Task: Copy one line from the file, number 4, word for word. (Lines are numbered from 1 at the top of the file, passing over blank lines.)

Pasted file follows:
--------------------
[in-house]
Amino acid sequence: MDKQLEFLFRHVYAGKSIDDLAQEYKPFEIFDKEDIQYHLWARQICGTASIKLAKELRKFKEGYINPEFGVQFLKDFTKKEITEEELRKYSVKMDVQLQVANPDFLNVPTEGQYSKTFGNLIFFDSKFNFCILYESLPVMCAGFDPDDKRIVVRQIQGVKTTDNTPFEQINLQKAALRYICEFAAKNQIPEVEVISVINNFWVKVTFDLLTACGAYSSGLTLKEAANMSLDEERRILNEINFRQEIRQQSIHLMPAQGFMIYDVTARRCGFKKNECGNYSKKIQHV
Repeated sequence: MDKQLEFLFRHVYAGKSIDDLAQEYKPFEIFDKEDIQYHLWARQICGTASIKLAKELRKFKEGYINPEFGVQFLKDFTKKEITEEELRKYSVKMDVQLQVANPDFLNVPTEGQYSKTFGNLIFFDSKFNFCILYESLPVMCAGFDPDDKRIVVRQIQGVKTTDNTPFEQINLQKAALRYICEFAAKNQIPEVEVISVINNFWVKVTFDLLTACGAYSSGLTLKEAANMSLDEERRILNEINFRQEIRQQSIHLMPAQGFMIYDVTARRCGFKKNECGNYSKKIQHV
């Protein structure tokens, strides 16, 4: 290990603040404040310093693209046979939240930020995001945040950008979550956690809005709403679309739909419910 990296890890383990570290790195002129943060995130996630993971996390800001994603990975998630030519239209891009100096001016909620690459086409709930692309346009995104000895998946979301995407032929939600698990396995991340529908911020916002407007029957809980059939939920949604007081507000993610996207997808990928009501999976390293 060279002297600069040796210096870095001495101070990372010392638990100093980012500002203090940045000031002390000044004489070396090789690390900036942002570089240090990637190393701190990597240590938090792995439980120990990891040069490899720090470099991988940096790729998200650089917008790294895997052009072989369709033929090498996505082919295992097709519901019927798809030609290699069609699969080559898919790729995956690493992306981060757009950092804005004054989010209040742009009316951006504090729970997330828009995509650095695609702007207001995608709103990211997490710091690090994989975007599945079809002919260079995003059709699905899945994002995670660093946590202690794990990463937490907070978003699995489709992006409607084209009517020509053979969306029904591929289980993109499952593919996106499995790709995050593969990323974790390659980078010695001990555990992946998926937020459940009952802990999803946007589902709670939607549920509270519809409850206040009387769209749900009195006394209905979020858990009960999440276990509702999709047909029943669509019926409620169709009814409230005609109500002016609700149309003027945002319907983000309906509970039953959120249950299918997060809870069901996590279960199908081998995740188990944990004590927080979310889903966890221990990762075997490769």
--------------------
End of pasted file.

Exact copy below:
């Protein structure tokens, strides 16, 4: 290990603040404040310093693209046979939240930020995001945040950008979550956690809005709403679309739909419910 990296890890383990570290790195002129943060995130996630993971996390800001994603990975998630030519239209891009100096001016909620690459086409709930692309346009995104000895998946979301995407032929939600698990396995991340529908911020916002407007029957809980059939939920949604007081507000993610996207997808990928009501999976390293 060279002297600069040796210096870095001495101070990372010392638990100093980012500002203090940045000031002390000044004489070396090789690390900036942002570089240090990637190393701190990597240590938090792995439980120990990891040069490899720090470099991988940096790729998200650089917008790294895997052009072989369709033929090498996505082919295992097709519901019927798809030609290699069609699969080559898919790729995956690493992306981060757009950092804005004054989010209040742009009316951006504090729970997330828009995509650095695609702007207001995608709103990211997490710091690090994989975007599945079809002919260079995003059709699905899945994002995670660093946590202690794990990463937490907070978003699995489709992006409607084209009517020509053979969306029904591929289980993109499952593919996106499995790709995050593969990323974790390659980078010695001990555990992946998926937020459940009952802990999803946007589902709670939607549920509270519809409850206040009387769209749900009195006394209905979020858990009960999440276990509702999709047909029943669509019926409620169709009814409230005609109500002016609700149309003027945002319907983000309906509970039953959120249950299918997060809870069901996590279960199908081998995740188990944990004590927080979310889903966890221990990762075997490769």